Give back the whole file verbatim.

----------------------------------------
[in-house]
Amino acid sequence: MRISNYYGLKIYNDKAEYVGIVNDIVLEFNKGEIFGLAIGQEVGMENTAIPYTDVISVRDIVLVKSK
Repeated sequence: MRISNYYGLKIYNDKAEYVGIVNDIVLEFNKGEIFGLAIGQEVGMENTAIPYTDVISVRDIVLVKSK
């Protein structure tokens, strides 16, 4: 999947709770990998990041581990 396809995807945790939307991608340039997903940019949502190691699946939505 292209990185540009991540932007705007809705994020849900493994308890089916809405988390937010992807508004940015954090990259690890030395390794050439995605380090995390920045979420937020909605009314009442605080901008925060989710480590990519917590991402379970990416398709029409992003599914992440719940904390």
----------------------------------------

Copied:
[in-house]
Amino acid sequence: MRISNYYGLKIYNDKAEYVGIVNDIVLEFNKGEIFGLAIGQEVGMENTAIPYTDVISVRDIVLVKSK
Repeated sequence: MRISNYYGLKIYNDKAEYVGIVNDIVLEFNKGEIFGLAIGQEVGMENTAIPYTDVISVRDIVLVKSK
């Protein structure tokens, strides 16, 4: 999947709770990998990041581990 396809995807945790939307991608340039997903940019949502190691699946939505 292209990185540009991540932007705007809705994020849900493994308890089916809405988390937010992807508004940015954090990259690890030395390794050439995605380090995390920045979420937020909605009314009442605080901008925060989710480590990519917590991402379970990416398709029409992003599914992440719940904390």